(see second chart), due to the increase in expenditure associated with the indexation of pensions to inflation and the elimination of the sustainability factor.3 However, these reforms are not the main factor behind the increase in pension expenditure as a percentage of GDP. In fact, adverse demographics, especially up until 2050, will be the main factor behind the increase in expenditure: the Commission estimates that demographics will push up pension expenditure by 10.5 pps between 2022 and 2050, which will be partially offset by the projected fall
in the replacement ratio (the ratio between the average pension and the average wage will go from the current 64% to 56% in 2050), as a result of the increase in the employment rate and for the incentives to delay the retirement age. The reason for the importance of demographics is that the number of retirees will increase significantly in the period 2022-2050 and this increase will not be offset by new entrants into the labour market, even with significant migration flows. It should be noted that the Commission projects that the ratio between the population aged over 64 and the population between 20 and 64 years of age will increase from the current 0.33 to 0.64 in 2050, where it will stabilise between 2050 and 2070.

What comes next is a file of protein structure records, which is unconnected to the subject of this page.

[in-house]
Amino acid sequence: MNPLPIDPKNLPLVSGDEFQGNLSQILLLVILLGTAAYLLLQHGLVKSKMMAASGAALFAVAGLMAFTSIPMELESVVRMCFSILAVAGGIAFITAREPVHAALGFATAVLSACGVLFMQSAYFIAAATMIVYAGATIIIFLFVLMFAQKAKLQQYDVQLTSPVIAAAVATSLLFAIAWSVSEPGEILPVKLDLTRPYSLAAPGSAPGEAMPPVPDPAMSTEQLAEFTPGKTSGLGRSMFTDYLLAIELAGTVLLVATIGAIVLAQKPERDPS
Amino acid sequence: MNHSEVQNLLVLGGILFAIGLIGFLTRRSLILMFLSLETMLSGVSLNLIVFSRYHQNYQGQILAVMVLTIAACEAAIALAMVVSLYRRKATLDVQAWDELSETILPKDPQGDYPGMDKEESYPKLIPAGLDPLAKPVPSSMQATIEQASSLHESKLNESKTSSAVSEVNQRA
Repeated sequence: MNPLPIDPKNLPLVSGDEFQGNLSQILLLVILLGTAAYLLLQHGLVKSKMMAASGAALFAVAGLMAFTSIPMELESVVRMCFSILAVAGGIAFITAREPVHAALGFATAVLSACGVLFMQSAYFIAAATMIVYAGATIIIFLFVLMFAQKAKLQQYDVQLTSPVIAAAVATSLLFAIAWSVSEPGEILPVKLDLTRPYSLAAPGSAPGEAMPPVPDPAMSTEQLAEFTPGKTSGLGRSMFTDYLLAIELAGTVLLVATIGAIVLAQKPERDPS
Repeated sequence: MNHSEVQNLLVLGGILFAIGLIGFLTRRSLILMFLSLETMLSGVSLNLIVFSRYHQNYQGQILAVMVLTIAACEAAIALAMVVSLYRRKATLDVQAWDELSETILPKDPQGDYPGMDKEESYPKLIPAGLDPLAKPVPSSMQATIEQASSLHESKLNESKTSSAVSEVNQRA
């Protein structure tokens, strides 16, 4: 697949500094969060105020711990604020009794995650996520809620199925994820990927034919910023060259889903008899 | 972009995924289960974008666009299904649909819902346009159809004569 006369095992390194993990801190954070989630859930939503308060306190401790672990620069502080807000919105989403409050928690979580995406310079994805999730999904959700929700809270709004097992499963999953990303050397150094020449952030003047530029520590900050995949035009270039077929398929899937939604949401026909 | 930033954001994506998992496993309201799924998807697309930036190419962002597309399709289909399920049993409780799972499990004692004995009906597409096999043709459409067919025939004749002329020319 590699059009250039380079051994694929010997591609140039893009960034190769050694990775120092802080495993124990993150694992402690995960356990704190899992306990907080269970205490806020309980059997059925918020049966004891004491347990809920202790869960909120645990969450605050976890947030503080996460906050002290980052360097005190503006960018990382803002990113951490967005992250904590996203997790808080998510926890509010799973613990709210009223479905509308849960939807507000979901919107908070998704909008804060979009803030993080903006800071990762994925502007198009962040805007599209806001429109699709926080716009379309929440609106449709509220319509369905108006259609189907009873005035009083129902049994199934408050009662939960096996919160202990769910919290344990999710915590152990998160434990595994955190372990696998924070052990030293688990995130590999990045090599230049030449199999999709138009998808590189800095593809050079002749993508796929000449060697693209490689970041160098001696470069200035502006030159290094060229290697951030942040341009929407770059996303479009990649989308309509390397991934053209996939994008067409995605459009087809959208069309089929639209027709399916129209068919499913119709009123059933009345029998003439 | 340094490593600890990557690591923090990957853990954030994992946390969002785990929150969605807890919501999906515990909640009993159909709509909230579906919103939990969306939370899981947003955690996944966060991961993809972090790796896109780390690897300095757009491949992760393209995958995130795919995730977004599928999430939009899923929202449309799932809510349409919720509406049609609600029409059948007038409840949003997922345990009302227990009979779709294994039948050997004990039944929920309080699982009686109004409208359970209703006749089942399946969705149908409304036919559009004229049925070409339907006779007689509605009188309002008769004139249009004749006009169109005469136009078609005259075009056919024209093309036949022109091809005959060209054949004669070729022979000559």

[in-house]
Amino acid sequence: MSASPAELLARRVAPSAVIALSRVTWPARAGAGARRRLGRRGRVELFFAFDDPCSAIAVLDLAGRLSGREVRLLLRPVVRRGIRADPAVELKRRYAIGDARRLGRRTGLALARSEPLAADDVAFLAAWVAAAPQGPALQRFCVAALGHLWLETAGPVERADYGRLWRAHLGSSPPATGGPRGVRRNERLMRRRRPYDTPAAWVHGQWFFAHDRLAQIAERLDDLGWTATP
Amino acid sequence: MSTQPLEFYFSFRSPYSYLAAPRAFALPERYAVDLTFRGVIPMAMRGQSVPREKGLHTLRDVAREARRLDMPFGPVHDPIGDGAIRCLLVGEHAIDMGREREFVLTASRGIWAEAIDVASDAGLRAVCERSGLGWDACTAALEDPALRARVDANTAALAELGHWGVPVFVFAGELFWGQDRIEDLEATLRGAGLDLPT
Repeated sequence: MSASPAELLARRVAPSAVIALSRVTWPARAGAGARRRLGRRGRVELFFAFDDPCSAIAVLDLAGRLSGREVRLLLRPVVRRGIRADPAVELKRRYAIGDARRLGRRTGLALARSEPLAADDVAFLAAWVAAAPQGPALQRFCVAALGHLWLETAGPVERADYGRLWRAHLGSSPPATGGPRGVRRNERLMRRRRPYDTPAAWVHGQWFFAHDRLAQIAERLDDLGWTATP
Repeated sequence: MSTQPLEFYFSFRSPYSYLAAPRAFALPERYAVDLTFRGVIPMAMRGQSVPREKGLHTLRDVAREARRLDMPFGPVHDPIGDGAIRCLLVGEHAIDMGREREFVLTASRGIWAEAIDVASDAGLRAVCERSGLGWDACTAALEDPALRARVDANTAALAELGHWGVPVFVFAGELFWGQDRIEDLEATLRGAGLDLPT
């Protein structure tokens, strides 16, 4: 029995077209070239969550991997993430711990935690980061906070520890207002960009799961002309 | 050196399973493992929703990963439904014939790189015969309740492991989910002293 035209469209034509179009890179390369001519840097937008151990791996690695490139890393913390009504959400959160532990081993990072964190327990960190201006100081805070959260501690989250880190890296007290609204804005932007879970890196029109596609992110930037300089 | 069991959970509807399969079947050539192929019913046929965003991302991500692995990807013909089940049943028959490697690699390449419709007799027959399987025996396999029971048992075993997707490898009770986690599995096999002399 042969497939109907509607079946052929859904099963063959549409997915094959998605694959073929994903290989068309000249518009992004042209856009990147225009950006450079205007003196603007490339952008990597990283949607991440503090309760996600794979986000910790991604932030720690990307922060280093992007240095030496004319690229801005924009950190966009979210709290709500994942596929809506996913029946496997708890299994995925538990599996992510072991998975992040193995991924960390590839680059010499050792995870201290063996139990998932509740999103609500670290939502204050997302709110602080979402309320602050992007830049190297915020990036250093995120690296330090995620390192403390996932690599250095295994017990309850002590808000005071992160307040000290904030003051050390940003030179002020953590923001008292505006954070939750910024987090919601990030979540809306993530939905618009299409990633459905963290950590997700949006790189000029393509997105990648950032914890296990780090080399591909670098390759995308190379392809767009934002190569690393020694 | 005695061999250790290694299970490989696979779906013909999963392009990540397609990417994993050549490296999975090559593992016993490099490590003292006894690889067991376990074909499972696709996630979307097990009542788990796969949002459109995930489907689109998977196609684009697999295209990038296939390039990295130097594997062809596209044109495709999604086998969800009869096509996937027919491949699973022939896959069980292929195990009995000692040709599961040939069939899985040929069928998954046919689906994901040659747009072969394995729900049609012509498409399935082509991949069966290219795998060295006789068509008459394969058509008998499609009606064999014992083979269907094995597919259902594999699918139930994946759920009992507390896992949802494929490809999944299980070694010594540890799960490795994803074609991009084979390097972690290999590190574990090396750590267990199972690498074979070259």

• 3. This mechanism automatically linked the pension increase to life expectancy, which ensured the balance of the social security accounts in the long term, but meant a cut in the initial pension ranging from 2% for a person who is 60 years old today to 10% for a person who is 25 years old today.
Spain: increase in pension expenditure compared to pre-reform scenario and contributions from reform elements

In the event that AIReF finds there is an imbalance between income and expenditure, the government must propose a menu of potential measures which AIReF will evaluate. These conclusions should be used by the government to negotiate with the social partners a proposal for the Toledo Pact, whether it be an increase in incomes, a reduction in expenditure or a combination of both. In 2025, the government will have to present a bill to parliament and, if it is not approved, the contribution of the Intergenerational Equity Mechanism will increase linearly for five years to compensate for the excess estimated by AIReF.

Epilogue: three examples of how the expenditure rule works

To see in practice how the pension expenditure rule works, an example (or in this case, three) is worth a thousand words. We will compare what adjustment the expenditure rule would entail based on the expenditure projections set out in the 2024 Ageing Report and the income projections from the report itself, those produced by AIReF in the spring of 2023 and those from the Pension Sustainability Report of autumn 2023 produced by the Ministry of Social Security (MISMM).